Automatic Transmission Fluid, The other oil change
After oil changes and cooling system flushes the fluid that is probably the next most important, if you have an automatic transmission, is the automatic transmission fluid. This is that magical red fluid that your transmission is completely incapable of functioning without. The engine will still run without oil and coolant, the steering system will still steer without power steering fluid, but the transmission will quit working altogether if it looses only a few quarts of ATF.
What is it
Automatic Transmission fluid is essentially a specialized hydraulic fluid. Like all other hydraulic fluids it’s primary task is to transmit force. The automatic transmission contains numerous hydraulic circuits that channel fluid force in order to activate hydraulic pistons and servos. These pistons and servos are responsible for actuating various clutches and other braking mechanisms in order to make the transmission function. ATF must also lubricate all of these mechanical parts that are constantly rubbing and touching and heating up against each other.
|Clean ATF is usually a nice red color|
In the past every vehicle had a second dipstick, other that the engine oil dipstick, which was used for checking the level of the ATF. For vehicles that are still equipped with such, checking the ATF is very easy. Most cars require that the engine be running with the transmission in park. Some require that the transmission be in neutral. Honda trucks and cars with automatics require that the engine be off. If you are not sure what your vehicle requires, you can sometimes find directions on the dipstick itself. If that doesn’t work then consult the owner’s manual.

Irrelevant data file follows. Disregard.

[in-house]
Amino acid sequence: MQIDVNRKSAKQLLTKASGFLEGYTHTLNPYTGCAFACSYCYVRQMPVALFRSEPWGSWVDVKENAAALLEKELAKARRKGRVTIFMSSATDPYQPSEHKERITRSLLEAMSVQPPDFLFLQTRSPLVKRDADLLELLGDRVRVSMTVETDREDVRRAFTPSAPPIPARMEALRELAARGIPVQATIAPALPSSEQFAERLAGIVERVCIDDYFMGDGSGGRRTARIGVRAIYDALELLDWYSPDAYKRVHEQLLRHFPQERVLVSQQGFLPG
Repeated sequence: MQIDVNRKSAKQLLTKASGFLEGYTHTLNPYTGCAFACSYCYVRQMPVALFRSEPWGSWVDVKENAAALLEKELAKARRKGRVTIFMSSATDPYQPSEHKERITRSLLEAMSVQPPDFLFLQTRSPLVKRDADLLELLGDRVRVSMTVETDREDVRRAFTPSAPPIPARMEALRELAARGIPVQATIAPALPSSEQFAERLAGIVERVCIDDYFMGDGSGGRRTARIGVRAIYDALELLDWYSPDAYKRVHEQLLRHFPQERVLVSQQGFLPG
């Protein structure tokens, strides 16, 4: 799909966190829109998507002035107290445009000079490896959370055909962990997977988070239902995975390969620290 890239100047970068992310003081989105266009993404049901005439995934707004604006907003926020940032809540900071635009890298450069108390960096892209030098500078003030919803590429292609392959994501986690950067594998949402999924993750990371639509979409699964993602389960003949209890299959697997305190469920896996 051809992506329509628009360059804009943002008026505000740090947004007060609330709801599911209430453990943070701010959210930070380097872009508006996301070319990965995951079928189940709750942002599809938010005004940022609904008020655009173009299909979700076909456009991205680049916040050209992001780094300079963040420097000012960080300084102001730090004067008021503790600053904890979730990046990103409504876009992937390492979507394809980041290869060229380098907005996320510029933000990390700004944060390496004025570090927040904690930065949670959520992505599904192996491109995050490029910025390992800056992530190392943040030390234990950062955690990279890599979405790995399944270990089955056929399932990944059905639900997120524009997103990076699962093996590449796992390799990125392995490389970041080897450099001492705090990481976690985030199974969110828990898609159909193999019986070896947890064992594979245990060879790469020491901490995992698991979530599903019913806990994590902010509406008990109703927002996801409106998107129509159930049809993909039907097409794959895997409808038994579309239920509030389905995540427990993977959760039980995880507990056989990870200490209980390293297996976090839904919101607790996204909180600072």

Most cars also require that the engine and transmission be warmed up in order to get the most accurate reading. The reason for this is that ATF expands quite a bit as it warms up. One might believe the fluid level to be low when in reality the fluid is just cold. Many manufacturers put separate marks on the dipstick that are used if the fluid is cold, but what if the fluid is somewhere between cold and warm? This is why it’s just best to check it with the fluid warmed up.
The goal when adding or checking fluid is to make sure that the fluid level is between the two marks that are found on the dipstick. If the level is below the lower mark then some fluid must be added, but if the level is between the marks, then that is satisfactory, and no more fluid is required. If fluid needs to be added then usually it must be poured down the dipstick tube. These dipstick tubes that double as a filler tube are usually wide enough to put the end of a funnel into them. If the dipstick tube is too narrow to fit a normal sized funnel into the end of it, then there is likely a filler plug somewhere else.
|A tranny pan with a drain plug in it, the fill plug can be seen|
in the housing above the pan.